Things Worth A Listen: January 2020
Inspired by all the book recommendations I got this month, I decided to publish a list of things worth a listen. I love to read, but I can consume a lot more via audio. Here are my favorite podcasts, TED Talks, articles and audio books for the past month. Welcome to my inner nerd.
An American Marriage by Tayari Jones. I thought this was about how an African-American couple navigated the husband’s wrongful incarceration. That’s only the first third. The rest is about how betrayal, ambition, family upbringing, even timing, can unravel a marriage. It’s so raw in places that I couldn’t listen to it out loud. Like Morrison’s Sula, it is the deepest of emotional death spirals. There’s an online book discussion led by Kelly Corrigan on Sun, Feb 2nd at 1pm EST.
Anything Joe Gebbia, Airbnb. This TED Talk describes why letting strangers sleep in your house is a good idea.
Spoken word poet, Sarah Kay “A Bird Made of Birds”
An Astronaut’s Guide to Life on Earth by Col. Chris Hadfield. “In an emergency, be of good use.” In other words: Don’t add to the freak-out, instead save the day. Fantastic book! I love this window into how how astronauts and fighter pilots are trained. If you aspire to be more planful, this is a must-read. Thanks to Nichole Davis for turning me onto it!
I Am Here sleep music by Swamu Madhuram on Insight Timer meditation app
Talking to Strangers by Malcom Gladwell. Ross Quinn told me about this book. I can’t read Gladwell, but I can listen to him. This book is about the incorrect assumptions we make about strangers, especially when their actions are incongruent our perceptions: Why we believed was Amanda Knox was guilty and Jerry Sandusky was not. Ultimately, the book made some startling correlations about suicide rates and police brutality.
Gender Reveal Party on Decoder Ring. This podcast explores how cultural trends take root and it’s addicting! RIP gender reveal party. This 40-min episode traces its entire 11-year lifespan, from rise to demise. It makes me wonder: As more people are rejecting gender stereotypes, will fewer parents opt to find out the sex of their babies?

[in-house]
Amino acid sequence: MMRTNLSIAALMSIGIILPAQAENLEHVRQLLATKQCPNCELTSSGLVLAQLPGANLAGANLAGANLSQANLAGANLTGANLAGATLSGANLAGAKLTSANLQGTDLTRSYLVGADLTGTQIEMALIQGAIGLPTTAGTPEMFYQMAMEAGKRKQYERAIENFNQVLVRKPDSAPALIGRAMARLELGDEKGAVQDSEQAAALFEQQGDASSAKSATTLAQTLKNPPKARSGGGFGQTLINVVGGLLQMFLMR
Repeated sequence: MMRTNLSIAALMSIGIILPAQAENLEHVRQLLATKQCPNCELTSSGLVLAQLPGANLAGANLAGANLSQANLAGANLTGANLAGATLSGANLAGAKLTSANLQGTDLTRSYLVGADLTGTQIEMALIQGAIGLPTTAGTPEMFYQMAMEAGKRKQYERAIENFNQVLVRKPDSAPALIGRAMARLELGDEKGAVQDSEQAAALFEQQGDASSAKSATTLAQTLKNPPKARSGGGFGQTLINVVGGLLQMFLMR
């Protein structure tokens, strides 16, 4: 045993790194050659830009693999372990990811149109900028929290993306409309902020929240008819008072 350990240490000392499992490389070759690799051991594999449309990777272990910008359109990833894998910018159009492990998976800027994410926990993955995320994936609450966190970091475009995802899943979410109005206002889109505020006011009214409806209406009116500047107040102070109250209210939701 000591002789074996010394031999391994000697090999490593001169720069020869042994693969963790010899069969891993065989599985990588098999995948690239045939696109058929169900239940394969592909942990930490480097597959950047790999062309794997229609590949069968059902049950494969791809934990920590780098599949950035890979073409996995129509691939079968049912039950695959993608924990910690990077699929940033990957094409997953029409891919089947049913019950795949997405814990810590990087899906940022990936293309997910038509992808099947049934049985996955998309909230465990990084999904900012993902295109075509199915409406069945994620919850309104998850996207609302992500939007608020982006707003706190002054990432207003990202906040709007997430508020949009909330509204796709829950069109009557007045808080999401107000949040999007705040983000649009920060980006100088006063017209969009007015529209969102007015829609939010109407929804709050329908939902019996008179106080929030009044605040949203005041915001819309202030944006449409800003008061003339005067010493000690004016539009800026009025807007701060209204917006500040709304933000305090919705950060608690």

Greta Gerwig interview on Katie Couric’s Next Question. The path to writing/directing Lady Bird and Little Women (at 36 yrs old) and what made her adaption of Little Women unique: weaving bits of Louisa May Alcott’s life into the main character, Jo March.
Wild Game: My Mother, Her Lover, and Me by Adrienne Brodeur. I wish I never met this book. Seriously, don’t read it! It’s the twisted true story of a daughter made complicit in her mother’s affair. I enjoyed that it took place on Cape Cod, where I grew up, and referenced events from my childhood. But geez, two books on dysfunctional marriages this month. I need an exorcism! Gretchen Rubin will host a discussion with the author on her Th, Feb 5th podcast.
No list would be complete without something from my boyfriend, Tim Ferriss. From his 1/20/20 blog post: To quote Bishop Desmond Tutu, “There comes a point where we need to stop just pulling people out of the river. We need to go upstream and find out why they’re falling in.” Making too many decisions is often symptomatic of poor systems or process.
OK, your turn. What do you recommend?